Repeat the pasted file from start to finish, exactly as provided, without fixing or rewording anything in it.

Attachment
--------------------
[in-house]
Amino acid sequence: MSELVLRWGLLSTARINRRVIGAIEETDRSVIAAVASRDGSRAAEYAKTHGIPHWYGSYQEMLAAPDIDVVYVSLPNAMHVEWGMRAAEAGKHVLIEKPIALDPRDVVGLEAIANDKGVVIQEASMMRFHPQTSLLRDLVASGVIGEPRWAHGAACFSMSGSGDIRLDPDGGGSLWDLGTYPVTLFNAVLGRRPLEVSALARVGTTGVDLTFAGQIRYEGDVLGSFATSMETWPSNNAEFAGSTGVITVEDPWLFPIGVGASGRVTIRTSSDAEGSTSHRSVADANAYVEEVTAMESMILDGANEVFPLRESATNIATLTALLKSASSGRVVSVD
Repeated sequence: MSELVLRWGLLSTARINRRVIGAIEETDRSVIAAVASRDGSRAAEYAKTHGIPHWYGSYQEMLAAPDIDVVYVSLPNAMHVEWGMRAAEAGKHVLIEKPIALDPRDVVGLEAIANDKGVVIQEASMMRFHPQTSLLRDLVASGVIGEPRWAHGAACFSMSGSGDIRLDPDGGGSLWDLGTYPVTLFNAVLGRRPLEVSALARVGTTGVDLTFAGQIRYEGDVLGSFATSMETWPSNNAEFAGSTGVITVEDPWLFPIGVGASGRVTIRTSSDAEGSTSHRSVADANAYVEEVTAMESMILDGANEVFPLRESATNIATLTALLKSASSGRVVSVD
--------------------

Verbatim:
[in-house]
Amino acid sequence: MSELVLRWGLLSTARINRRVIGAIEETDRSVIAAVASRDGSRAAEYAKTHGIPHWYGSYQEMLAAPDIDVVYVSLPNAMHVEWGMRAAEAGKHVLIEKPIALDPRDVVGLEAIANDKGVVIQEASMMRFHPQTSLLRDLVASGVIGEPRWAHGAACFSMSGSGDIRLDPDGGGSLWDLGTYPVTLFNAVLGRRPLEVSALARVGTTGVDLTFAGQIRYEGDVLGSFATSMETWPSNNAEFAGSTGVITVEDPWLFPIGVGASGRVTIRTSSDAEGSTSHRSVADANAYVEEVTAMESMILDGANEVFPLRESATNIATLTALLKSASSGRVVSVD
Repeated sequence: MSELVLRWGLLSTARINRRVIGAIEETDRSVIAAVASRDGSRAAEYAKTHGIPHWYGSYQEMLAAPDIDVVYVSLPNAMHVEWGMRAAEAGKHVLIEKPIALDPRDVVGLEAIANDKGVVIQEASMMRFHPQTSLLRDLVASGVIGEPRWAHGAACFSMSGSGDIRLDPDGGGSLWDLGTYPVTLFNAVLGRRPLEVSALARVGTTGVDLTFAGQIRYEGDVLGSFATSMETWPSNNAEFAGSTGVITVEDPWLFPIGVGASGRVTIRTSSDAEGSTSHRSVADANAYVEEVTAMESMILDGANEVFPLRESATNIATLTALLKSASSGRVVSVD